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Subj:     A Baffling Prediction
          From: Sxtell Expressions on 12/28/2005
          Source: www.axtell.com/sfx.html
 

Drawing from
Axtell Expressions
A spectator shuffles the deck and places it on the table. The magician writes the name of a card on a piece of paper and places it face down without letting anyone see what has been written. 

Twelve cards are now dealt to the table, face down. The spectator is asked to touch any four. The touched cards are turned face up. The remaining cards are gathered and returned to the bottom of the pack. 

We will assume the four face-up cards to be a three, six, ten, and king. The magician states that he will deal cards on top of each of the four, dealing enough cards to bring the total of each pile up to ten. For example, he

deals seven cards on the three, counting "4, 5, 6, 7, 8, 9, 10." Four cards are dealt on the six. No cards are dealt on the ten. Each court card counts as ten, so no cards are placed on the king. 

The values of the four cards are now added: 3, 6, 10, and 10 equals 29. The spectator is handed the pack and asked to count to the 29th card. This card is turned over. The magician's prediction is now read. It is, of course, the name of the chosen card.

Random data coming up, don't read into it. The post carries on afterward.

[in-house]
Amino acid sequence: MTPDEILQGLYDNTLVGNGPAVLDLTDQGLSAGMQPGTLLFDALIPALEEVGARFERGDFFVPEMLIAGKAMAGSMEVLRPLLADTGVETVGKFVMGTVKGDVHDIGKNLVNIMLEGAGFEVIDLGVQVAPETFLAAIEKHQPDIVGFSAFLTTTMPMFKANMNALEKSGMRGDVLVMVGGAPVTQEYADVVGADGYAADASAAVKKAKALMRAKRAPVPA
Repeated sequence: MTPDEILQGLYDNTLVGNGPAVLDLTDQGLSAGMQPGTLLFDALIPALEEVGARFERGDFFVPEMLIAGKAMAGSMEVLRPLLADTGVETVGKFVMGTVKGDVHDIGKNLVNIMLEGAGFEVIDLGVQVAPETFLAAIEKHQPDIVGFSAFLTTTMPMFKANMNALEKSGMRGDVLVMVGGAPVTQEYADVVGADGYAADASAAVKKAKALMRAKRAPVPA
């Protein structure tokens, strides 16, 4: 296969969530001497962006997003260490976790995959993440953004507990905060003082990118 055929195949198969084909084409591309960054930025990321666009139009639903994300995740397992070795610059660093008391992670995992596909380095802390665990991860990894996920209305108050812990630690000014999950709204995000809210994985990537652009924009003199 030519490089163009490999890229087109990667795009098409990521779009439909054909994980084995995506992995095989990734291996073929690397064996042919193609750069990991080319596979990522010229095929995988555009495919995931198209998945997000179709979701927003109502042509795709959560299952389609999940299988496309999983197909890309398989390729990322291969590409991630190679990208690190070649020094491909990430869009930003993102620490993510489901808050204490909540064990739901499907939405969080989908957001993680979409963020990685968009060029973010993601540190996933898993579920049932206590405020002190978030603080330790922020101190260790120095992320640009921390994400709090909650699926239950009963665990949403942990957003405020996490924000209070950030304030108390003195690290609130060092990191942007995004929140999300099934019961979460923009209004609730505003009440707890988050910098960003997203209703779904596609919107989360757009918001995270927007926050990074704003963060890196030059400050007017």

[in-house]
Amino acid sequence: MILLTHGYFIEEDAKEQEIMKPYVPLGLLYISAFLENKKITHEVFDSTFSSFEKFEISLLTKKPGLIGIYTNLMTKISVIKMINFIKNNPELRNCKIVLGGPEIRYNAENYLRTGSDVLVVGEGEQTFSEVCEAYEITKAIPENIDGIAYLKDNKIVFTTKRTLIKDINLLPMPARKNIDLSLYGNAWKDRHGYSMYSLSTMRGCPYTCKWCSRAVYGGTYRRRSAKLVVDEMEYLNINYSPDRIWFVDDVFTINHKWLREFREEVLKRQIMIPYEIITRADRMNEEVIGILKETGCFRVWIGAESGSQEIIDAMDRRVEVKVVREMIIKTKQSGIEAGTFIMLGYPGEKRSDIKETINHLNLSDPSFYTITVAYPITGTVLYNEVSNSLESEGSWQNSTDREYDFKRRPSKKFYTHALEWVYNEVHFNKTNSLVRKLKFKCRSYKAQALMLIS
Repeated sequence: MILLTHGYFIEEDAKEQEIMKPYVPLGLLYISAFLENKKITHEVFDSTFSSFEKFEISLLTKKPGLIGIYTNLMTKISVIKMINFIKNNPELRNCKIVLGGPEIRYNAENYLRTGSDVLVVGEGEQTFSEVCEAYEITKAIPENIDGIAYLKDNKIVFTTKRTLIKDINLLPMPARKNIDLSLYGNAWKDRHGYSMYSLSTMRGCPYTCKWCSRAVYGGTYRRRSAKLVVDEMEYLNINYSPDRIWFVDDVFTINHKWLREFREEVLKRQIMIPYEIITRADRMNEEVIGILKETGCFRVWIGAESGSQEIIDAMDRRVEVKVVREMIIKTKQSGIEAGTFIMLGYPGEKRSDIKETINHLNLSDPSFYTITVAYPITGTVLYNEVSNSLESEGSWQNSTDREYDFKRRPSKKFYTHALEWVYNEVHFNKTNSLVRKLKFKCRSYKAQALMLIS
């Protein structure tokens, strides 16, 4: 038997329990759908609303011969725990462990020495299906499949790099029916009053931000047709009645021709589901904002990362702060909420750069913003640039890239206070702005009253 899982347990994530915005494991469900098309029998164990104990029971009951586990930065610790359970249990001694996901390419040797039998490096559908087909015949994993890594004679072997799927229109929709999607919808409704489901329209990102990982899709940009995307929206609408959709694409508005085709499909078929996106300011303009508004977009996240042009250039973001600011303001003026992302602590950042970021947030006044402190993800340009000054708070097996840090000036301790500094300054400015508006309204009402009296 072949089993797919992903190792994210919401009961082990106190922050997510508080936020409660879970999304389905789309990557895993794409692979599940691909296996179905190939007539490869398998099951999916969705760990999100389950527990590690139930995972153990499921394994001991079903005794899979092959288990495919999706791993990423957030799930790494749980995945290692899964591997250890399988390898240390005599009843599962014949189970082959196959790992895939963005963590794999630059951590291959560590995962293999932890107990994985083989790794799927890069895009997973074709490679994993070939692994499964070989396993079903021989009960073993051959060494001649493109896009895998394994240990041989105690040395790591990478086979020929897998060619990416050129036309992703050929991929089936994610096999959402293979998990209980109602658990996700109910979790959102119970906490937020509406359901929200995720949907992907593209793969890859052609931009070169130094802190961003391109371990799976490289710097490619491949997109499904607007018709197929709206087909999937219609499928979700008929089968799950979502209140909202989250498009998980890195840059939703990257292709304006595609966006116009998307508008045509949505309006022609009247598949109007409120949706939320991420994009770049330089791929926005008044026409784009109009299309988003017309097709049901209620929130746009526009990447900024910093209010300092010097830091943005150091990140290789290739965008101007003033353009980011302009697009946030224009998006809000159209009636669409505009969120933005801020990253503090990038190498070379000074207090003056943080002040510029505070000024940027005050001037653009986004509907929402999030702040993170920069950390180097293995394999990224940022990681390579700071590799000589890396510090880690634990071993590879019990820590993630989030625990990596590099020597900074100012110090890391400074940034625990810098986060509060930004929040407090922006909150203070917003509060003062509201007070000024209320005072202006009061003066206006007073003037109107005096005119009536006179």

Solution

After the deck is shuffled the magician casually notes the bottom card of the pack. It is the name of this card that he writes as his prediction. The rest works automatically. Gathering the eight cards and placing them on the bottom of the pack places the glimpsed card at the 40th position. After the cards are properly dealt, and the four face-up cards totaled, the count will invariably fall on this card. The fact that the deck is shuffled at the outset makes the trick particularly baffling. 

It is interesting to note that in this trick, as well as in others based on the same principle, you may permit the spectator to assign any value, from 1 to 10, to the jacks, kings, and queens. For example, he may decide to call each jack a 3, each queen a 7, and each king a 4. This has no effect whatever on the working of the trick, but it serves to make it more mysterious. Actually, the trick requires only that the deck consist of 52 cards - it matters not in the least what these cards are. If they were all deuces the trick would work just as well. This means that a spectator can arbitrarily assign a new value to any card he wishes without affecting the success of the trick! 

Further mystification may be added by stealing two cards from the pack before showing the trick. In this case ten cards are dealt on the table instead of twelve. After the trick is over, the two cards are secretly returned to the pack. Now if a spectator tries to repeat the trick exactly as he saw it, it will not work.